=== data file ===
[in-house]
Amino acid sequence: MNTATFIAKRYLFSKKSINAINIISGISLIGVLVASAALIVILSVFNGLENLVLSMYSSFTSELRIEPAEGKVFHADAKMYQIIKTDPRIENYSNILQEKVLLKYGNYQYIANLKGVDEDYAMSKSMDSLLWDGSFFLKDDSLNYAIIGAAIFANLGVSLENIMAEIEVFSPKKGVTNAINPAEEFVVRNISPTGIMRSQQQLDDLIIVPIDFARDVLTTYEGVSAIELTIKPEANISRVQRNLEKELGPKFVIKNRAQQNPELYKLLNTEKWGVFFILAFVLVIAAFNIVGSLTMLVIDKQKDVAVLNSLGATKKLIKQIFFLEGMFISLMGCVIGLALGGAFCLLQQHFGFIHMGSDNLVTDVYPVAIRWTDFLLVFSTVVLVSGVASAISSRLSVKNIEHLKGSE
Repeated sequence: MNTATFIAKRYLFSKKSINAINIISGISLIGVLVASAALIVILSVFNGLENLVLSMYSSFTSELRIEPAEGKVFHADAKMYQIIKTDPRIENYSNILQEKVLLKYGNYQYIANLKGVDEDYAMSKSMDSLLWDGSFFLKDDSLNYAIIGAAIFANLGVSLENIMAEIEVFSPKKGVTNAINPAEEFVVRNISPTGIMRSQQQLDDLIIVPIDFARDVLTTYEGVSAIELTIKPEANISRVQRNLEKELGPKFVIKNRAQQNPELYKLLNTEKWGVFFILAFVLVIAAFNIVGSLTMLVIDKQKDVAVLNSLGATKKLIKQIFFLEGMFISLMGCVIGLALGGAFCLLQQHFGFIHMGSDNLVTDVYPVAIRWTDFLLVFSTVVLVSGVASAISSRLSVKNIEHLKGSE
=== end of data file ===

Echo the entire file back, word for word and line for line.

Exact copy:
[in-house]
Amino acid sequence: MNTATFIAKRYLFSKKSINAINIISGISLIGVLVASAALIVILSVFNGLENLVLSMYSSFTSELRIEPAEGKVFHADAKMYQIIKTDPRIENYSNILQEKVLLKYGNYQYIANLKGVDEDYAMSKSMDSLLWDGSFFLKDDSLNYAIIGAAIFANLGVSLENIMAEIEVFSPKKGVTNAINPAEEFVVRNISPTGIMRSQQQLDDLIIVPIDFARDVLTTYEGVSAIELTIKPEANISRVQRNLEKELGPKFVIKNRAQQNPELYKLLNTEKWGVFFILAFVLVIAAFNIVGSLTMLVIDKQKDVAVLNSLGATKKLIKQIFFLEGMFISLMGCVIGLALGGAFCLLQQHFGFIHMGSDNLVTDVYPVAIRWTDFLLVFSTVVLVSGVASAISSRLSVKNIEHLKGSE
Repeated sequence: MNTATFIAKRYLFSKKSINAINIISGISLIGVLVASAALIVILSVFNGLENLVLSMYSSFTSELRIEPAEGKVFHADAKMYQIIKTDPRIENYSNILQEKVLLKYGNYQYIANLKGVDEDYAMSKSMDSLLWDGSFFLKDDSLNYAIIGAAIFANLGVSLENIMAEIEVFSPKKGVTNAINPAEEFVVRNISPTGIMRSQQQLDDLIIVPIDFARDVLTTYEGVSAIELTIKPEANISRVQRNLEKELGPKFVIKNRAQQNPELYKLLNTEKWGVFFILAFVLVIAAFNIVGSLTMLVIDKQKDVAVLNSLGATKKLIKQIFFLEGMFISLMGCVIGLALGGAFCLLQQHFGFIHMGSDNLVTDVYPVAIRWTDFLLVFSTVVLVSGVASAISSRLSVKNIEHLKGSE